The battle for Pennsylvania supremacy may hinge on which quarterback is left standing at the end of Sunday’s game (1 p.m.).
Eagles quarterback Michael Vick and Steelers quarterback Ben Roethlisberger are both known for doing everything possible to keep plays alive. Both teams are known for a fierce pass rush. Add up those two factors and the result is a lot of hits on the quarterbacks.
The Eagles (3-1) and Steelers (1-2) generate pressure in different ways. The Eagles primarily rely on their defensive linemen, particularly their defensive ends, to speed rush the quarterback from their Wide-9 formation. The Eagles constantly rotate defensive linemen throughout the game so their linemen stay fresh.
The Steelers also try to keep their pass rushers fresh, but their pressure comes from different places. The Steelers employ a 3-4 defense. Their pressure on the quarterback usually comes from blitzing linebackers or safety Troy Polamalu, who might be one of the few defensive players who can run down Vick.
The Steelers receive a boost this week from the return of Polamalu and linebacker James Harrison, both former defensive players of the year. Harrison, who hasn’t played this season, will rotate with Chris Carter, according to a Pittsburgh Post-Gazette report. Linebackers LaMarr Woodley and Jason Worilds may also rotate on a consistent basis.
Harrison is known as one of the hardest hitters in the NFL. If Vick gets hit 10 or more times by the Steelers, he may not make it through the game. The challenge for Vick will be to play a smart, disciplined game, as he did against the Giants, running out of bounds and minimizing the number of hits.
Roethlisberger is also likely to take a lot of hits. At 6-foot-5, 241 pounds (or more), Roethlisberger is able to float around in the pocket and make throws with defensive players hanging all over him. It remains to be seen, however, how many hits he can absorb from the Eagles’ aggressive defensive line.
The Eagles only have seven sacks through their first four games. Jason Babin has 2½ sacks and fellow defensive end Trent Cole has 1½ sacks. But Babin and Cole have 17 “hurries” apiece. Defensive tackles Cullen Jenkins (10 hurries), Derek Landri (8) and Fletcher Cox (7) are also generating pressure up the middle. Those hurries can take their toll on a quarterback.
The key question for this game might be: which quarterback will still be standing at the end of the game?
The following are other questions for Sunday’s Keystone state showdown at Heinz Field:
Are the Eagles really as good as their 3-1 record?
The Eagles’ three victories have come by a combined four points. If they pass this test against the Steelers on the road, it will validate their status as a good team.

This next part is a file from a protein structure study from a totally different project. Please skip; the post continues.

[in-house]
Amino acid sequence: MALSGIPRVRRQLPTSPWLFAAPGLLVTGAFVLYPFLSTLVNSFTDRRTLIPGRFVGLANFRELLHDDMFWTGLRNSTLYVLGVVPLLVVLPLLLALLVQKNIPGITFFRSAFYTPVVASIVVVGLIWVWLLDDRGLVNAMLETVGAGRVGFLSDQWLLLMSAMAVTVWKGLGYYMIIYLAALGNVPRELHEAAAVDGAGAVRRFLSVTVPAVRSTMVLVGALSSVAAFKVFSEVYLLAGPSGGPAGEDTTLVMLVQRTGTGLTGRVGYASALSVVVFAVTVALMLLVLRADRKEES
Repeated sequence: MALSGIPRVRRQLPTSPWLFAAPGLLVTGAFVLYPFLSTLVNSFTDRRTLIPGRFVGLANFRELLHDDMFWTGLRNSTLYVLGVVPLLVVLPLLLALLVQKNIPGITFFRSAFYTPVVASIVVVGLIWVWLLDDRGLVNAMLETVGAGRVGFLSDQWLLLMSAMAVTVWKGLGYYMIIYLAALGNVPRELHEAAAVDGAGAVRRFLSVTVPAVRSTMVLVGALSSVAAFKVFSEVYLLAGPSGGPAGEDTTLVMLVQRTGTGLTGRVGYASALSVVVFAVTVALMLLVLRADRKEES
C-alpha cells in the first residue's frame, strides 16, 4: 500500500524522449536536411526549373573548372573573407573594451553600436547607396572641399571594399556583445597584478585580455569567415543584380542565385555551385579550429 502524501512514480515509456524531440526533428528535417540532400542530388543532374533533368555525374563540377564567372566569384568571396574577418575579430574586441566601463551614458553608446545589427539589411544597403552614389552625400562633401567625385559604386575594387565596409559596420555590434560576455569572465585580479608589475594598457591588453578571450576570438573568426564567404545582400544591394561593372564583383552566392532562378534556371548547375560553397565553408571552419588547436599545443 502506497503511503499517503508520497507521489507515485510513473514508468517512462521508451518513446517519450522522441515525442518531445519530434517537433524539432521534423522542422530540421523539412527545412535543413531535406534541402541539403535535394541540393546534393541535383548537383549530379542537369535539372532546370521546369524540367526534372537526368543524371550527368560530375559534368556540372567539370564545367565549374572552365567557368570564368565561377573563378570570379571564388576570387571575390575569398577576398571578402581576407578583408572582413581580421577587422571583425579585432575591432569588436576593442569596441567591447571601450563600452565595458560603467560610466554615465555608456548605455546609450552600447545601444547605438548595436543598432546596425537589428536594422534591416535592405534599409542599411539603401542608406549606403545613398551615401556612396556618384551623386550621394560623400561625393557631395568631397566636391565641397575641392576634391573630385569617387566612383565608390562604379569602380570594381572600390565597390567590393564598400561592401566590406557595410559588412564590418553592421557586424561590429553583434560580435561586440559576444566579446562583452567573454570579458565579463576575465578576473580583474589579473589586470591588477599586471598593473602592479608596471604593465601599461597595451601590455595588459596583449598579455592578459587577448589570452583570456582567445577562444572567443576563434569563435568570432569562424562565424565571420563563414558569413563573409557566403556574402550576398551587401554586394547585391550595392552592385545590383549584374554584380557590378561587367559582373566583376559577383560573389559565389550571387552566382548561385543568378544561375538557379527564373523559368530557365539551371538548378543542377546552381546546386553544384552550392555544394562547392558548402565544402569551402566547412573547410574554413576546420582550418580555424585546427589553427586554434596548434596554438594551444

Are the Steelers really as bad as their 1-2 record?
The Steelers opened the season by losing at Denver, 31-19, in Peyton Manning’s Broncos debut. No shame there. They returned home to overpower the hapless Jets, 27-10. The “bad loss” was a 34-31 defeat in Oakland. The Raiders came from behind to win. The Steelers have been missing some key players for all or most of the season. These might not be the Steelers of old, but the return of Harrison and Polamalu should make the Steelers considerably better on defense.
What do the Eagles have to do to win?
Let’s hope that LeSean McCoy continues to be a featured part of the offense, as he was last Sunday night against the Giants. If the play-calling becomes unbalanced, shifting too far in favor of the pass at the expense of the running game, it could spell trouble for the Eagles and Vick’s health.
Which Michael Vick will we see against Pittsburgh?
Vick did not commit a turnover against the Giants after being a turnover machine the previous three weeks. If he can play a controlled game with few mistakes, the Eagles have a much better chance to win. The difficulty is that Vick must rein in his instincts to constantly look for big plays in order to play this disciplined style.
Will the Eagles’ coverage teams be better than against the Giants?
If the coverage teams aren’t better, rookie kickoff and punt returner Chris Rainey may become an instant hero in Pittsburgh. The Eagles cut linebacker Brian Rolle this past week and replaced him with Adrian Moten in order to improve special teams. Linebacker Akeem Jordan, an excellent special teams player, remains sidelined with a hamstring injury. Special teams demon Colt Anderson is expected to play Sunday, but he still has difficulties with a knee injury that kept him sidelined for the entire preseason.
How big a factor is the Steelers having a week off before this game?
The week off allowed the Steelers to rest. It also provided additional time for Polamalu, Harrison and running back Rashard Mendenhall to heal. Mendenhall is making his season debut after tearing his ACL in January. But the Giants had 10 days off before facing the Eagles last Sunday, and the Eagles came away with a 19-17 victory.
Does the Eagles’ preseason victory over the Steelers mean anything?
Many of you are probably thinking, “Didn’t the Steelers beat the Eagles in the opening preseason game?” The reason you think the Steelers won is because they dominated the Eagles during the first half, building a 13-0 lead. The Steelers compiled long drives, moving the ball up and down the field at will, and stifled the Eagles offense during the first half. Nick Foles, making his Eagles debut, led a second-half comeback that produced a 24-23 victory, but the starters were long gone from this game by the time the Eagles started their comeback.
This was the worst performance by a winning team in recent memory – at least it was until the Eagles opened the regular season with a 17-16 victory over the Browns. If the Eagles continue to win by the skin of their teeth every week, maybe we could point to the preseason win over the Steelers as the game that set the tone.